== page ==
I could never put my finger on anything, but you're just thinking, "Hey have we done something different to get us to this point? Could it possibly be that we just lost a couple close games?" It could be that the other teams got just a little bit better. Could it just flat out be we turned the ball over too much? When you reflect back, the amount of times we've turned the ball over, if we were No. 1 in the league in turnover ratio, we could very easily be 9-2. And then no one would be wondering… You have to be careful not to say, Oh my gosh, the sky is falling, we've got to change. We've got to do this; we've got to do that." Panic cannot set in. You cannot let that happen. That was one thing, I was determined that we weren't going to panic. I wasn't going to brow beat these guys, we were going to try to correct them and encourage them, and we were going to try to stay together. Above all else, we were going to stick together. People would ask me, ‘How'd you keep it together?' Well, that didn't happen overnight. That's been one of our major goals is to play as a team, is to find a bunch of guys who are willing to put the team before themselves and understand that by doing so, everyone is going to benefit. If we were trying to build unity once things started going bad, there's no way we could do it then. You either have a solid foundation or you don't. What we found out was we had a very solid foundation when it came to chemistry and unity, and I still point to that as the No. 1 reason why we were able to play that (Auburn) game the way we did. I don't think there's any prayer of us having that kind of performance if we'd pushed the panic button or if we'd started blaming each other of if we'd started breaking down the core of this team.

You seem to have an affinity for this team that you maybe didn't get a chance to have for some of your other teams?

This was just one game, but it was more than one game. We changed the momentum of the season. Now, I don't know what's going to happen from this point forward, but it's hard to do that. It's so hard to do that. I talk to the team all the time about momentum. If you have that positive momentum, it's hard to slow that down, too. It's so difficult to change the momentum of a game or a season. Mostly with us in the past four years, we've maybe changed the momentum in a game. When the game maybe wasn't going our way, we were strong enough to stand in and turn the tide and win the game, but to actually lose as many as we did in such a short amount of time, that was a whole different kind of momentum, a whole different kind of dynamic than we've had to deal with. It was definitely new ground for us and for me. I think it was a good life lesson for our guys to persevere and to trust and stay together. There's value in that. There's value in not pushing the panic button. There's value in not trying to blame somebody else. There's value in trying to look inward and say, "What am I doing that I can change that might help us win?" Instead of, "What can he do to fix it?" When I talk to the staff and the team, I say, "We've got to look inward. Every guy here could have probably done something better, whether you're on the scout team or the first team, whether you're a coach or a manager. There's probably something you could have done better to help us win, and that's what I want you guys to be concentrating on, not whether the coaches might have messed up or the players might have messed up or the offense or the defense or whoever. You think about hat you could have done better."

Is there anything you'd give up coaching for?

If I felt in my spirit that God wanted me to do something else, I'd do it.

Do you know what it would be?

I don't have any desire to do something else, but if somehow I got the message, through circumstances or revelation or whatever it may be, if I felt in my spirit that God was saying, "I want you do to something else."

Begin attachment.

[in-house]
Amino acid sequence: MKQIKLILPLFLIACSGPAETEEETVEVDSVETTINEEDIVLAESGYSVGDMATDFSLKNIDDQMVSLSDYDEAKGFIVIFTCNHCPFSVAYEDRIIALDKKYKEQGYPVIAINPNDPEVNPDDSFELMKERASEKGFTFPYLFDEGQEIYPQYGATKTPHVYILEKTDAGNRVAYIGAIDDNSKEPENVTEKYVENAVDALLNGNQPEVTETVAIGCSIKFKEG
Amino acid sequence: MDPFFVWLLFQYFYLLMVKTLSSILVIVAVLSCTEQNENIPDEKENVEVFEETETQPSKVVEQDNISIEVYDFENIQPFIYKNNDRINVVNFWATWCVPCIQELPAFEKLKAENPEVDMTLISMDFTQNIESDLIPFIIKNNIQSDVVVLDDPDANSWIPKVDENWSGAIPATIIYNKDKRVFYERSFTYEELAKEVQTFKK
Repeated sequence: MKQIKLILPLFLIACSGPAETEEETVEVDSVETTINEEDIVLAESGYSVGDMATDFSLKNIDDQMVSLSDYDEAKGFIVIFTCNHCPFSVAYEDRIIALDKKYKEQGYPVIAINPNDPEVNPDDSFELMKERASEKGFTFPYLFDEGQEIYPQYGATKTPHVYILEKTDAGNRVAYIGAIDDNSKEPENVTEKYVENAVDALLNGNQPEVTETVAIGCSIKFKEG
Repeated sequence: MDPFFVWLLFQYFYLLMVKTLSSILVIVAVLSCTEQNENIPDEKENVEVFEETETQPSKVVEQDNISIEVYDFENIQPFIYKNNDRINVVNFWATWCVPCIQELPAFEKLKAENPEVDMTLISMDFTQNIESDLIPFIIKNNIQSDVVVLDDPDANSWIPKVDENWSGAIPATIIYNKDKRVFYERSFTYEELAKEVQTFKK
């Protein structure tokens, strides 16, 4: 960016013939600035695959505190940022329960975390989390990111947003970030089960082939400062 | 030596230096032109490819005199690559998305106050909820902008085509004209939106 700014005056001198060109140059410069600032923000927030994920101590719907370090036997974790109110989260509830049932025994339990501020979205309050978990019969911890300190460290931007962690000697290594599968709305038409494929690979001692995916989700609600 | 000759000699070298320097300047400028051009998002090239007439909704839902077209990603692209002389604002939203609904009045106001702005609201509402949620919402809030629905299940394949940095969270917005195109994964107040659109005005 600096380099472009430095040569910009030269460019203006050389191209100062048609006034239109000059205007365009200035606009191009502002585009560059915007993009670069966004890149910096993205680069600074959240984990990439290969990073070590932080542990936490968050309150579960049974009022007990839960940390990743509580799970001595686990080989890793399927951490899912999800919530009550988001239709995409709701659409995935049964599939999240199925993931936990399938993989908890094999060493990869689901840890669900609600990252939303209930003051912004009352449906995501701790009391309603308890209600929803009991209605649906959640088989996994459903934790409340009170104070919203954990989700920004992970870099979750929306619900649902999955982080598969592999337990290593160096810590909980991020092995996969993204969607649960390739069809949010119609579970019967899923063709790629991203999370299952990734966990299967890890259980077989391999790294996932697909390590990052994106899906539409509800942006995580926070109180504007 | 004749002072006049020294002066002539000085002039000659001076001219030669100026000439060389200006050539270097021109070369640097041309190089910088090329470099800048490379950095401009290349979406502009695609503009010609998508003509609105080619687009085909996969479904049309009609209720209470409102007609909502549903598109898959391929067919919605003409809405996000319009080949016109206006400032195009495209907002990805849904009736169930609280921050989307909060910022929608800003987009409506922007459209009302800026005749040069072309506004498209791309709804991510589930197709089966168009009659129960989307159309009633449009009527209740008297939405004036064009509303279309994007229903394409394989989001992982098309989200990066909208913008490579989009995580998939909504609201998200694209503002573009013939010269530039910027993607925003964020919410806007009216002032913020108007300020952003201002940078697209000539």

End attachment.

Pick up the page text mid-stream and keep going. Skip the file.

What kind of missionary work have you done?

I've not done a lot of mission work.

Is there something you would like to do?

We've been talking about doing something with the family. We haven't really done any mission work together, but you don't have to go off somewhere to have a mission.

Can this job be your mission, this platform, and have you thought of that?

Yeah. Here's what I think, this job is way too big and way too tough and a little bit on the nutty side you know as far as hours and all the energy that it takes, to do it, and I don't need it. I don't need it for my ego at all. I don't need it. I felt that God was leading me to this job to begin with or I wouldn't be here today. It's like I said before, I never had this burning desire to be head coach. I never sat there and said, "Man, I've got to be a head coach or I'll just feel like a failure, or if I'm not a head coach, I'm getting out of the business at age 40." None of that stuff ever crossed my mind. All I was ever trying to do since 1986, when I accepted Christ, was try to live a life that would be pleasing to God and try to do my work hardly for Him. That's it. And love my family. I've really enjoyed everything that I've done in coaching. The most fun I ever had was when I was coaching QBs and calling plays (at Florida State), for two years I was doing that before I was the coordinator. That was fun. So, if it's about just having a good time, shoot, that was the most fun I've ever had in coaching. I just could see and feel that God was moving me down a certain path. I felt like in my spirit that a head job was going to happen, and I felt like I had to get prepared for that moment. I didn't know when it was going to happen, but I really felt deep in my spirit, this is going to happen. It's going to happen some time. I didn't think it was going to happen right away. This was after that Pittsburgh situation. (Richt turned down the Pittsburgh job following the 1996 season.) That was a wake-up call for me to say, "You get ready because it's going to happen whether you like it or not." That's when I began to at least try to think in terms of how it ought to be done. And in the meantime, I was just trying to live as obedient a life as I could. I'm not saying I never sin or anything like that, but the goal was to be as obedient to God as I could possibly be and on a daily basis do the best job I could unto him, which is Colossians 3:23 – Whatever you do, do you work hardly for the Lord rather than for men. That was it. Then wherever he was going to lead me, I was going to go.